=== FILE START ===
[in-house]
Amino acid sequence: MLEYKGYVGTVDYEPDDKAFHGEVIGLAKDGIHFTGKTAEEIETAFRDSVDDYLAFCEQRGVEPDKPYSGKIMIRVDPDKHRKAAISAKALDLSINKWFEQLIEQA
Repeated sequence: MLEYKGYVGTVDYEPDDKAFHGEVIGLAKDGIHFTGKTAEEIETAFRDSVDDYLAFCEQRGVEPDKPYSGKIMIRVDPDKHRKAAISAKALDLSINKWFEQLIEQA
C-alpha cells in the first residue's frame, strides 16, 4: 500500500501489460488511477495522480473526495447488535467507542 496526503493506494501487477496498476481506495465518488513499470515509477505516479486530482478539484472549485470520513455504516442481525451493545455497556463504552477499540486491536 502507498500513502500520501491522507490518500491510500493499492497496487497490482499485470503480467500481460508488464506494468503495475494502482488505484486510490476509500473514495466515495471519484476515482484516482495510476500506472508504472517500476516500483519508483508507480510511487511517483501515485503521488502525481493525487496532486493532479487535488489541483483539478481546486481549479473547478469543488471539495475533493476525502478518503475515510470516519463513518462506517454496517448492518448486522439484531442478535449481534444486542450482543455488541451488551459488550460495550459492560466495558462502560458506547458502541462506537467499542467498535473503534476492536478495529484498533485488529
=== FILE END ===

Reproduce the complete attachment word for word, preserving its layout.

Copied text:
[in-house]
Amino acid sequence: MLEYKGYVGTVDYEPDDKAFHGEVIGLAKDGIHFTGKTAEEIETAFRDSVDDYLAFCEQRGVEPDKPYSGKIMIRVDPDKHRKAAISAKALDLSINKWFEQLIEQA
Repeated sequence: MLEYKGYVGTVDYEPDDKAFHGEVIGLAKDGIHFTGKTAEEIETAFRDSVDDYLAFCEQRGVEPDKPYSGKIMIRVDPDKHRKAAISAKALDLSINKWFEQLIEQA
C-alpha cells in the first residue's frame, strides 16, 4: 500500500501489460488511477495522480473526495447488535467507542 496526503493506494501487477496498476481506495465518488513499470515509477505516479486530482478539484472549485470520513455504516442481525451493545455497556463504552477499540486491536 502507498500513502500520501491522507490518500491510500493499492497496487497490482499485470503480467500481460508488464506494468503495475494502482488505484486510490476509500473514495466515495471519484476515482484516482495510476500506472508504472517500476516500483519508483508507480510511487511517483501515485503521488502525481493525487496532486493532479487535488489541483483539478481546486481549479473547478469543488471539495475533493476525502478518503475515510470516519463513518462506517454496517448492518448486522439484531442478535449481534444486542450482543455488541451488551459488550460495550459492560466495558462502560458506547458502541462506537467499542467498535473503534476492536478495529484498533485488529